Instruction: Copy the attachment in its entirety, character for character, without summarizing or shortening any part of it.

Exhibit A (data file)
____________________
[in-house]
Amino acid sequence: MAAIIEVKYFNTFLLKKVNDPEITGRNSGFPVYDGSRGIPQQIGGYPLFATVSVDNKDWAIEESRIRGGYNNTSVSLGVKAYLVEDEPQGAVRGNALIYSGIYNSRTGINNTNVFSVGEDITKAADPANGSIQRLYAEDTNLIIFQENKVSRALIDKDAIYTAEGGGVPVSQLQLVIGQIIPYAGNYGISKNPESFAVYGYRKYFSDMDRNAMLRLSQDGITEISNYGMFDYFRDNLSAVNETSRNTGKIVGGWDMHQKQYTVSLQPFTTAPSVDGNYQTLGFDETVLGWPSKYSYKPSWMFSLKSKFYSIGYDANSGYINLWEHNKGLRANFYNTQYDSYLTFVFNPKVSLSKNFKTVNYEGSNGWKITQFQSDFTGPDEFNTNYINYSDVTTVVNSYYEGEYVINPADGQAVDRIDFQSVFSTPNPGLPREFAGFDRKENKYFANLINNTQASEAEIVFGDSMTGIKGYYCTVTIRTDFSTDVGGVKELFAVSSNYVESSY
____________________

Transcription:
[in-house]
Amino acid sequence: MAAIIEVKYFNTFLLKKVNDPEITGRNSGFPVYDGSRGIPQQIGGYPLFATVSVDNKDWAIEESRIRGGYNNTSVSLGVKAYLVEDEPQGAVRGNALIYSGIYNSRTGINNTNVFSVGEDITKAADPANGSIQRLYAEDTNLIIFQENKVSRALIDKDAIYTAEGGGVPVSQLQLVIGQIIPYAGNYGISKNPESFAVYGYRKYFSDMDRNAMLRLSQDGITEISNYGMFDYFRDNLSAVNETSRNTGKIVGGWDMHQKQYTVSLQPFTTAPSVDGNYQTLGFDETVLGWPSKYSYKPSWMFSLKSKFYSIGYDANSGYINLWEHNKGLRANFYNTQYDSYLTFVFNPKVSLSKNFKTVNYEGSNGWKITQFQSDFTGPDEFNTNYINYSDVTTVVNSYYEGEYVINPADGQAVDRIDFQSVFSTPNPGLPREFAGFDRKENKYFANLINNTQASEAEIVFGDSMTGIKGYYCTVTIRTDFSTDVGGVKELFAVSSNYVESSY